Everybody’s Database

M134OpinionIcon-MOEWhen talking about otaku and moé, detractors tend to like bringing up terms like “database” and “checklist mentality” to describe the way moé fans consume their media. They see the proliferation of moé as an abandonment of narrative and a reduction of works to a database of traits.

Perhaps, however, this “database” is simply a different perspective of how we all consume media.

Consider TV Tropes. The massive wiki there serves to compile an expansive list of literary devices, character archetypes, genre conventions, and a plethora of other elements of art and media, spanning from some of the earliest known recorded stories (such as the Epic of Gilgamesh) to the bleeding edge of modern art and media (Homestuck, Grand Theft Auto V, Gundam Unicorn).

I wrote in the past how character archetypes are a heuristic. This extends to all tropes. Tropes (Literary devices, genre conventions, character archetypes, narrative techniques, game mechanics, etc.) are a set of classifications that we can use to describe things that are similar among various works of media in order to make them easier to think about on a basic level. Being a heuristic, tropes aren’t always accurate, but we don’t need them to be. The baseline they give us is a good enough jumping-off point, such that it’s trivial for us to fill in the gaps when we need to.

The “database” referred to by some in the Anti-Moé Brigade is this very heuristic at work. To fully understand how this follows, however, it’s important to recognize a couple things.

The first point that needs to be understood is that all works are derivative. That is to say, all works of art and media take inspiration from previous works to some extent. The second thing that needs to be understood is that, having understood that all works are derivative, the “database” is constantly being shifted, changed, and added to.

Take, for example, the yandere archetype. What may have been conceived as a response to, parody of, or criticism of the Yamato Nadeshiko archetype became its own thing. It was added to the database for future works to draw inspiration from.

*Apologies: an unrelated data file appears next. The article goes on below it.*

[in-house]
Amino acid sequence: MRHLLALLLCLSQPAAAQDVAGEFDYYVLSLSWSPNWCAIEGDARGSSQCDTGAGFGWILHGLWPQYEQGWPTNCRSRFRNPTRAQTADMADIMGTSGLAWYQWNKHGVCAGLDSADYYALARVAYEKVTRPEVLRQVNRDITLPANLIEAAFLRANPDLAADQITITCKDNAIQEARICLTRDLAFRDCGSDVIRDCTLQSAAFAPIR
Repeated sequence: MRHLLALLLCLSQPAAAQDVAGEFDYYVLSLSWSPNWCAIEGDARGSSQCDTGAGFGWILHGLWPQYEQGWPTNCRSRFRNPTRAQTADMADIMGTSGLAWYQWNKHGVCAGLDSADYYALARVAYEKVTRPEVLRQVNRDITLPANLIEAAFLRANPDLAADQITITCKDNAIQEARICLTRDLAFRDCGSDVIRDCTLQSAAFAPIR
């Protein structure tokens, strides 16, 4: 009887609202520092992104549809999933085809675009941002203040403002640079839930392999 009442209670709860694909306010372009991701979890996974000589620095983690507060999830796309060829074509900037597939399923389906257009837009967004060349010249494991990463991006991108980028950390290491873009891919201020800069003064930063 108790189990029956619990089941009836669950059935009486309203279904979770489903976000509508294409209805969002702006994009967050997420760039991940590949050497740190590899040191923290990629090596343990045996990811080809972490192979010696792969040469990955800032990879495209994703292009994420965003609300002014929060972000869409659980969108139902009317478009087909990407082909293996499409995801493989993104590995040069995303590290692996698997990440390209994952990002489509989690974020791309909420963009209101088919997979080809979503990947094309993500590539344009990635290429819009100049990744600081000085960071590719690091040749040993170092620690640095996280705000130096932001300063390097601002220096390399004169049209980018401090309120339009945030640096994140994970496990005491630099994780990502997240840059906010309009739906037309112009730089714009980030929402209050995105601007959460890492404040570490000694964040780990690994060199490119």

For another example, take “real robot” mecha. Introduced as a counterpoint to the super robot shows that dominated the mecha genre, it managed to establish its own subgenre within mecha.

This is how elements of art and media are created. The criticism leveled at moé and moé fans is that moé fans have no appreciation for narrative and only consume media based on a “database” of moé traits and pseudonarrative attributes, filtered by a mental “checklist.” The fact is, even narrative is, and has always been, a database, and everyone has a checklist.

Let’s be real: Moé fans have different priorities when choosing what media to enjoy. They’re very character-oriented, rather than narrative-oriented. That’s how “cute girls doing cute things” shows about nothing can take off among the otaku community. The focus is on the characters and their interactions, and story, plot, and narrative all take a back seat to that. To some (Particularly those with an axe to grind against moé), this might seem like narrative is on the way out, to be replaced by characters created from a database of moé traits, prancing around onscreen with no overarching point to it.

Whether or not narrative is truly on its way out (Or just simply unpopular in anime due to lack of support) is another discussion, but the complaints about the development of a database are literally millennia too late.

Some might argue that the moé otaku “database” method of consumption is bad because moé characters are simply amalgamations of moé traits, taken from the database. While it might be true that some characters are little more than amalgamations of moé traits taken from a database, it’s also true that some stories are little more than amalgamations of tropes taken from a database.